Thursday, September 23, 2021

Azure Front Door: Intelligent Health Probe Monitoring

Azure Front Door is in simple a Front Door to all your applications. Once a request is entered through Front Door, it travels through Microsoft's global edge network. It has many capabilities, but in this post, we are going to have a look at how easy it is to set up Health Probe Monitoring in Azure Front Door and how Azure Front Door handles unhealthy Backends.

As always it's easy to go by a demo.

I have deployed a very simple web application as an Azure App Service in two regions, one in Australia Southeast and the other in East US 2. (I am using 2 regions because Front Door is resilient to failures to an entire Azure region unlike Azure Application Gateway). This web application exposes /health endpoint, which the Azure Front will use to monitor the health.

And I have an Azure Front Door created and added a single backend pool with my two App Services.

Update Backend Pool

For my backends, their priority and weight are configured to be equal. Since I am in New Zealand, the closest region to me out of my two regions is Australia Southeast. So when I access the Front Door, I will be served from my App Service running in Australia Southeast (Read more: Front Door routing methods)

Served from Australia Southeast
And for some reason, if my App Service in Australia Southeast is down (can be an Application issue or can be a serious issue like Azure App Services in Australia Southeast region is down) and then I will be served from a different backend (determined by Front Door routing methods)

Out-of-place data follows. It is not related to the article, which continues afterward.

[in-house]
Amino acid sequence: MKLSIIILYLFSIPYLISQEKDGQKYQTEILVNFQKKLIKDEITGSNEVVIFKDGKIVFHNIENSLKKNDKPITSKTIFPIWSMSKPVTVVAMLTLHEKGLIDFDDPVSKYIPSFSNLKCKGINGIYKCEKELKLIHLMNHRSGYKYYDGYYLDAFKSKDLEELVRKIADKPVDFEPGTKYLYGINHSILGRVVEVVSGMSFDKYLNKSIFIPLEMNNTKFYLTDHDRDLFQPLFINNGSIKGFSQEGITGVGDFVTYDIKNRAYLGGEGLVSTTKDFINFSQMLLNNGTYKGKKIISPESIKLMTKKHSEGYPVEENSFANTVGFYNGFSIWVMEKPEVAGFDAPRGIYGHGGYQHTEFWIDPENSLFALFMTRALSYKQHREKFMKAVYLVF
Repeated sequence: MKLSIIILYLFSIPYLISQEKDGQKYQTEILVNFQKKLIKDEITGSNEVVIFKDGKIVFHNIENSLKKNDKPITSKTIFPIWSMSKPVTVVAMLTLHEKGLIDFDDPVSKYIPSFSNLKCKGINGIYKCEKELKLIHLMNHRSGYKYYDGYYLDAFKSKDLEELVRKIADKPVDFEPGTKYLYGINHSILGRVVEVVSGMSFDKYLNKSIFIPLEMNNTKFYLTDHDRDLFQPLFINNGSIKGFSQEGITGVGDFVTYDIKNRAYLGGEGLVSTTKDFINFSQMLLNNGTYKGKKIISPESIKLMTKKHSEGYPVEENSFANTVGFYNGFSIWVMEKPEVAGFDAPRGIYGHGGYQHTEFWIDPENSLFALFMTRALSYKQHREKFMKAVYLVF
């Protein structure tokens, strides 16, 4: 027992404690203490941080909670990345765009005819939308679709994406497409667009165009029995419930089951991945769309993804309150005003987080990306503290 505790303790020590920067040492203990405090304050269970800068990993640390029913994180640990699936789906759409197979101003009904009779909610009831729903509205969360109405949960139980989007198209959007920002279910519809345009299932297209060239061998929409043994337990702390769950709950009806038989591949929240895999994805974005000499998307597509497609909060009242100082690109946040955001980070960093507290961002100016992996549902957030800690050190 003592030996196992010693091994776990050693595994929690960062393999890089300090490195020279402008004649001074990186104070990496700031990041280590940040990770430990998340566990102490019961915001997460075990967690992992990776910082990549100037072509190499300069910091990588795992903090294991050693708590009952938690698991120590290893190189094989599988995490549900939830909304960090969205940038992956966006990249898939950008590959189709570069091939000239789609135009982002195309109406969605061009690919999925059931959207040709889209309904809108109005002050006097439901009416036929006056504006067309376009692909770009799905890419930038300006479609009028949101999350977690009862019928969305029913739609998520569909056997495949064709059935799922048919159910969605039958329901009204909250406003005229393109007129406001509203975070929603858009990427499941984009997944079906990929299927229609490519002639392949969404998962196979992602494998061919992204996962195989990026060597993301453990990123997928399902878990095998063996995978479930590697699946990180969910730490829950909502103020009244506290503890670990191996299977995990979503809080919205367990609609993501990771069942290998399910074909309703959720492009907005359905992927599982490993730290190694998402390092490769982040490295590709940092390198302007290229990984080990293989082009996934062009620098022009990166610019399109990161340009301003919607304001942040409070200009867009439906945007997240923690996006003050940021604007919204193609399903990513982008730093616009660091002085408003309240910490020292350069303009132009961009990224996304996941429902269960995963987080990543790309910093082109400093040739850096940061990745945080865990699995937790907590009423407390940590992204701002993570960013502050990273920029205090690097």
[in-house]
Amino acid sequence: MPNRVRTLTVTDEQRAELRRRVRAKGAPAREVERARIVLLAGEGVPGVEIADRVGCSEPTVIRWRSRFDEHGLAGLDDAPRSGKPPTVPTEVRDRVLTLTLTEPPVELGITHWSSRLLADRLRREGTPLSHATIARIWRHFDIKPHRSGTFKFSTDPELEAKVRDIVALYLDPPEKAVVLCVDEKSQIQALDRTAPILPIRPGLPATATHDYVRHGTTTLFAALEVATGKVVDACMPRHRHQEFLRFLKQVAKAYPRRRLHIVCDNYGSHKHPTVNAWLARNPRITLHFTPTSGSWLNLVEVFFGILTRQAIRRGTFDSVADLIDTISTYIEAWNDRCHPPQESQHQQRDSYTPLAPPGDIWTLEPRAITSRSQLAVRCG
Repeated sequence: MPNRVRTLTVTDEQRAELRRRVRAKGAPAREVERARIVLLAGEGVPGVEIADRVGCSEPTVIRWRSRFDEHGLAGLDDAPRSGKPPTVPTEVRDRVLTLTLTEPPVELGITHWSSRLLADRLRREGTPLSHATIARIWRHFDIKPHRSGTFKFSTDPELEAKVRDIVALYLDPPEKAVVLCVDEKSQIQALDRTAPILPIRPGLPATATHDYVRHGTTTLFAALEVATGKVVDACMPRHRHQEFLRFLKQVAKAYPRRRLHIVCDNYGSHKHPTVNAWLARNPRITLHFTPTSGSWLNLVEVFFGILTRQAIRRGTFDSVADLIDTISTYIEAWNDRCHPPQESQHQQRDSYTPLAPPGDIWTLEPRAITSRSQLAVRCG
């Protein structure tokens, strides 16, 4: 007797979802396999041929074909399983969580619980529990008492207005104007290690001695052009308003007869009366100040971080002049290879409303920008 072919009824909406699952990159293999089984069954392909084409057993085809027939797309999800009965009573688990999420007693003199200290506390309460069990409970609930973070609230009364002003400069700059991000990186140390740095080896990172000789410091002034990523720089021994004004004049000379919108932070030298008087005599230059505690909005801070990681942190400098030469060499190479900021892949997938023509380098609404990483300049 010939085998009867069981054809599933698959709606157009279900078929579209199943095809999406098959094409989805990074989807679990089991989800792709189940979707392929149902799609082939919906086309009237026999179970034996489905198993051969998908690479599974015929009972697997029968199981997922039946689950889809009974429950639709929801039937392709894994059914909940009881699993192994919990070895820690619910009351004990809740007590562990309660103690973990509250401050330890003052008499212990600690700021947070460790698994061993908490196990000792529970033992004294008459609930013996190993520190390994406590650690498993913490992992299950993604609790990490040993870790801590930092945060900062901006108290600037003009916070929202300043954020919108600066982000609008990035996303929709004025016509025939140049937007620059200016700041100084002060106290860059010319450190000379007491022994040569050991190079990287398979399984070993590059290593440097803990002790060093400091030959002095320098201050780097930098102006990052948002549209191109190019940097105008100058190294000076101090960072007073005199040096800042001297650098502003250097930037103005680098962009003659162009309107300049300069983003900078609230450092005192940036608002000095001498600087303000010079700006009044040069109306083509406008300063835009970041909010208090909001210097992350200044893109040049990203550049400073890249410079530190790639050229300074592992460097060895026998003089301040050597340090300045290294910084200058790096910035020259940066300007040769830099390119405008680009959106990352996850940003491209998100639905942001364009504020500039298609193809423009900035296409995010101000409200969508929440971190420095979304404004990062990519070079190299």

Served from East US 2
All these are handled by Azure Front Door with the very little configuration I have shown above (highlighted in red and green in the first image).

To determine the health and proximity of each backend, the Front Door periodically sends an HTTP/HTTPS request (health probe) to the specified path in each of your configured backends. This request can be either a GET or HEAD (HEAD is preferred due to less overhead) request. We can change the frequency Front Door do the health probe (for the demo purpose, I have set it to 5 seconds)

Then it considers the response status and the latency.  A 200 OK status code indicates the backend is Healthy. Everything else is considered a failure. If it doesn't get any response it's counted as a failure. So for my active backends, Front Door looks at the last n health probe responses. If at least x are healthy, the backend is considered healthy. Here n is the Sample size and x is Successful samples required property in load-balancing settings.

Read More:

Hope this helps.

Happy Coding.


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